In the high-tech world of casino surveillance and security, it’s hard to imagine cheating would be an easy task for those with criminal intentions.
But no casino is immune to every scheme and scam, which can be as simple as paying off a dealer and as sophisticated as the alleged plot by the Tran Organization broken up by federal agents last week.
"We’re always playing catch-up with the cheats," said Bob Del Rossi, a Las Vegas gaming security consultant. "The best cheating scam today? It’s the one we haven’t figured out yet."
Industry insiders and security consultants such as Del Rossi tell stories about hidden cameras, wireless microphones, hand signals from across casino floors and any number of other illegal tactics.
Phuong Quoc Truong, identified in the federal indictment as one of the Tran Organization ringleaders, was fired from his job as a Pai Gow dealer at the Sycuan casino in 2002.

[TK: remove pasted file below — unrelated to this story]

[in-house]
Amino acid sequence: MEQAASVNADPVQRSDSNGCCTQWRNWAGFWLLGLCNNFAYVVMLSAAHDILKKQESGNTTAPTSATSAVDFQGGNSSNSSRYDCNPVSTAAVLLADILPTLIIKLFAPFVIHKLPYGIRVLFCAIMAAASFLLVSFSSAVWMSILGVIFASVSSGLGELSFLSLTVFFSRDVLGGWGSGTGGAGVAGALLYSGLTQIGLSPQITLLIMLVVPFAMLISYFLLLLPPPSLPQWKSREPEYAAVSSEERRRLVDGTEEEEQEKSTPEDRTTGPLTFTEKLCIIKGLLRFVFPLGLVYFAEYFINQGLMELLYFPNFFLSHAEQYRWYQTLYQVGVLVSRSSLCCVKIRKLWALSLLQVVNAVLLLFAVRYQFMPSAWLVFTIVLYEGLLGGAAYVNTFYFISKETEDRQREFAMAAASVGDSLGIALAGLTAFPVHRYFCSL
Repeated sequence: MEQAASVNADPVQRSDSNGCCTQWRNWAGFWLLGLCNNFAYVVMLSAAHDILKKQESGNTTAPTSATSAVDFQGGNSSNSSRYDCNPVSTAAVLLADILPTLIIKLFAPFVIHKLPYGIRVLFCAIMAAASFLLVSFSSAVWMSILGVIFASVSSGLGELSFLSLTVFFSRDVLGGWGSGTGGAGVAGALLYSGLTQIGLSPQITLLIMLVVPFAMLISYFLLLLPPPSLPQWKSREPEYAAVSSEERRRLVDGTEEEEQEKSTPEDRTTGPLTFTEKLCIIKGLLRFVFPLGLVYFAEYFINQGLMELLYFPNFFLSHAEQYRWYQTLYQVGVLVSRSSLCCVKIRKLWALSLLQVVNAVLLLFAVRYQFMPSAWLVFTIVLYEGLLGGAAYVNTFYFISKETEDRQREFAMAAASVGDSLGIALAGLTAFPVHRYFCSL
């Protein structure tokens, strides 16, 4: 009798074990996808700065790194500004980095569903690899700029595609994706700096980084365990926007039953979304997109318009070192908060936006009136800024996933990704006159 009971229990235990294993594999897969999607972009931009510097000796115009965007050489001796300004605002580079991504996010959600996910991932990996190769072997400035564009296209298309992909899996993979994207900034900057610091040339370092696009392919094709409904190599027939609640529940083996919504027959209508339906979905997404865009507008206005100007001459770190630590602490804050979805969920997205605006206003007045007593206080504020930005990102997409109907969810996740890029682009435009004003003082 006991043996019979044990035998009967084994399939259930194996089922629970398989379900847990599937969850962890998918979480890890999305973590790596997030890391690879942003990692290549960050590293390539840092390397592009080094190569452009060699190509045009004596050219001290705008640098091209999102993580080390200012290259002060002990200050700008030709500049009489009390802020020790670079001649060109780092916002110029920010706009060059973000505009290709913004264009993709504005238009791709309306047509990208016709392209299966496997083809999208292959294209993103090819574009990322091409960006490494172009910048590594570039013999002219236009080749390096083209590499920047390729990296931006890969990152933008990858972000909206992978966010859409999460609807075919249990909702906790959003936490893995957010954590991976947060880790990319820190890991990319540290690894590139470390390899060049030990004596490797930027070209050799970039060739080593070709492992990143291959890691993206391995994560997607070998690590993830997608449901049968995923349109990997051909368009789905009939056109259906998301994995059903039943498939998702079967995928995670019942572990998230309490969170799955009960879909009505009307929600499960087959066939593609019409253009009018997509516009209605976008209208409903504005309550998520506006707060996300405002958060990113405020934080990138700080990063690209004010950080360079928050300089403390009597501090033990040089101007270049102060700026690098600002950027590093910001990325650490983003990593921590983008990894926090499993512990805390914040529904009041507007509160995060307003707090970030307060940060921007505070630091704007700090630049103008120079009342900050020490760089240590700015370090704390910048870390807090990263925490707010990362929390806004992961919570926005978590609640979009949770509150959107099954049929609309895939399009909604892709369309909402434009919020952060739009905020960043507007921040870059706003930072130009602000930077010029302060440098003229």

Known as "Pai Gow John," Truong had mastered the ability to deal the joker to anyone he liked, a huge advantage in the Asian card game. He was observed for three days before he was arrested.
"He could bring up a joker anytime he wanted to," said Frank Martinez, chief of investigations for the Sycuan Gaming Commission. "It’s all in the technique."
In reality, experts say, most casino cheats are decidedly lowbrow. They may strike gold once, or several times, in a short period but have little chance of succeeding over the long term.
"There are telltale signs to cheating — large wins, people playing with the same dealers all the time," said a longtime Las Vegas casino security expert who would not allow her name to be used. "They get away with it for a while, but they’re not going to get away with it."
The level of security can vary widely from casino to casino. The Las Vegas security expert and others said some Indian casinos are only beginning to employ the same measures that Las Vegas gaming institutions have relied on for years.